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If your reading preferences lean towards dish and intrigue, you might want to pay attention to what Wired magazine has to offer in their August issue.
Wired has gone behind the scenes of the tumultuous relationship between AT&T and Apple and in doing so, sheds some light on the nagging question of why one of the best smartphone handsets in the world remains on the network that so many Americans love to hate.
The article suggests that Steve Jobs, frustrated with the AT&T's performance, suggested upwards of a half dozen times that Apple should consider flipping the iPhone over to a different American network. His suggestion however, according to Wired, was stymied:
"Apple also heavily considered switching to Verizon numerous times. Around the end of 2007, at Jobs' behest, Apple engineers (including Scott Forstall) visited the headquarters of Qualcomm - the primary supplier of the chips in Verizon's phones. It concluded that switching to Verizon would be too complicated and expensive because the chips were different sizes and would necessitate rebuilding the iPhone from scratch. Apple also wasn't convinced that Verizon's network would fare much better and let's not forget the nasty lawsuit that voiding its exclusive pact with AT&T would invite."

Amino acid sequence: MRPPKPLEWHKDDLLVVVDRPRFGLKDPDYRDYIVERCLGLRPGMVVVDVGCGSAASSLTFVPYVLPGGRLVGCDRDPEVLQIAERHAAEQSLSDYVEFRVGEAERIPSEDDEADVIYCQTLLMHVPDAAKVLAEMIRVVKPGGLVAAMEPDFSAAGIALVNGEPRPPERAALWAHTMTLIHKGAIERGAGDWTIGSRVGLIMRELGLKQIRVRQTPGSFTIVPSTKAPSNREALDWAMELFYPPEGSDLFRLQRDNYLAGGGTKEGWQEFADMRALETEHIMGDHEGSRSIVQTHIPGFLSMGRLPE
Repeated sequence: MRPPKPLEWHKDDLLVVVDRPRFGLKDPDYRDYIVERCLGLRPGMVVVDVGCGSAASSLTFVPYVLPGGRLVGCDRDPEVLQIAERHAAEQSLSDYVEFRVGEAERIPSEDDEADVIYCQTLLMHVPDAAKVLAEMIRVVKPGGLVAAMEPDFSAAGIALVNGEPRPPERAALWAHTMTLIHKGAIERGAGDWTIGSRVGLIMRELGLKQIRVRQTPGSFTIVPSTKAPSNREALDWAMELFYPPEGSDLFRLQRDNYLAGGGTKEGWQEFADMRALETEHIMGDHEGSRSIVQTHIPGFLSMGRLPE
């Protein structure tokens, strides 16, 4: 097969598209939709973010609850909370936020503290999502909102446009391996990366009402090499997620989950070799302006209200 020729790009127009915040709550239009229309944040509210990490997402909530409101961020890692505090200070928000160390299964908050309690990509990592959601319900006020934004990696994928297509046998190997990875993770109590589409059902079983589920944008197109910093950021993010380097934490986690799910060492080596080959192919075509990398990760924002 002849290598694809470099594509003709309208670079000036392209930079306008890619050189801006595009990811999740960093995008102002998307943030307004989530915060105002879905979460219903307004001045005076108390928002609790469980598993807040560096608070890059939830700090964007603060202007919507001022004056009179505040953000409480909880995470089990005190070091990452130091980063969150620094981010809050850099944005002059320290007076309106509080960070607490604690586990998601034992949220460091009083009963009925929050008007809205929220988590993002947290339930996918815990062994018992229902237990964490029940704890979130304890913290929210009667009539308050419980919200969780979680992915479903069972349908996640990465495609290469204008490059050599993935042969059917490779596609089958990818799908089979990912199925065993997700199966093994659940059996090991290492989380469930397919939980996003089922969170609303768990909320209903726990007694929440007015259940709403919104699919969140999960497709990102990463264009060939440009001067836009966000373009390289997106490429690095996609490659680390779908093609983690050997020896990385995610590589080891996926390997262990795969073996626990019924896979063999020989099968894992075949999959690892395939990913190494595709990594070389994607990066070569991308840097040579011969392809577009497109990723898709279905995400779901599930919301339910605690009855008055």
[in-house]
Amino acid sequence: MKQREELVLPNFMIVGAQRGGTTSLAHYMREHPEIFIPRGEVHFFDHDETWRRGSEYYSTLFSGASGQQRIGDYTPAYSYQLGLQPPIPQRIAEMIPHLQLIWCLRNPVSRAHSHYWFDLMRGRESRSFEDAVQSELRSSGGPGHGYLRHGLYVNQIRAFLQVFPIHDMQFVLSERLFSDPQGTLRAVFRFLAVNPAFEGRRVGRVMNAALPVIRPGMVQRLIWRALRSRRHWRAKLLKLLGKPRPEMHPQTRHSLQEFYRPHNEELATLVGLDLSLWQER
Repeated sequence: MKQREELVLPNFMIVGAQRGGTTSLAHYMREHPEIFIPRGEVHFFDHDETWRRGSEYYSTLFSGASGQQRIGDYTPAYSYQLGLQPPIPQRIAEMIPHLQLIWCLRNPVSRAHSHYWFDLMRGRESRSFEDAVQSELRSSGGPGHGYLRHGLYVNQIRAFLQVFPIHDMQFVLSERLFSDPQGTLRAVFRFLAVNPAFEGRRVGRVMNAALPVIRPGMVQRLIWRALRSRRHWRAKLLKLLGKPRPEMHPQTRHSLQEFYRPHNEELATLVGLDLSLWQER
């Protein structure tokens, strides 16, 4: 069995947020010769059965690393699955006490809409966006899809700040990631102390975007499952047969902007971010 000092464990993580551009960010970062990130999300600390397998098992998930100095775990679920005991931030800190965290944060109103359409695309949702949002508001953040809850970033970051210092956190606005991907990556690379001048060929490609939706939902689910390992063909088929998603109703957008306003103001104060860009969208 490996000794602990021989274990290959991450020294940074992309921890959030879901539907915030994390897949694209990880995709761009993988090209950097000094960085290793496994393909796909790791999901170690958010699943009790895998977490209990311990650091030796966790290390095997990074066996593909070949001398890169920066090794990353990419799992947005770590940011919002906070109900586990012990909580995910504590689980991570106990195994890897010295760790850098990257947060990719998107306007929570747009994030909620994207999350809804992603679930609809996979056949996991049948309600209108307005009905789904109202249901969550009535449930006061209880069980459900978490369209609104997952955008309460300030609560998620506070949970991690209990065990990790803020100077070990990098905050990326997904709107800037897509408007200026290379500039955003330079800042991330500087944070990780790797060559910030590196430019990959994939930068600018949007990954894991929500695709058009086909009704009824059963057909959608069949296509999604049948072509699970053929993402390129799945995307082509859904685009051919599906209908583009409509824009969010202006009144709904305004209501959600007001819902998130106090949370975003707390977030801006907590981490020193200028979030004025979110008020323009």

Add to all of this the fact that Wired offers up the possibility that hybrid chip capable of operating both on Apple's existing carrier partner's networks as well as on Verizon's CDMA2000 hardware could be in the cards, and you've got the makings for some excellent summer reading. Check out the article in the magazine out on newstands, or very soon on your iPad.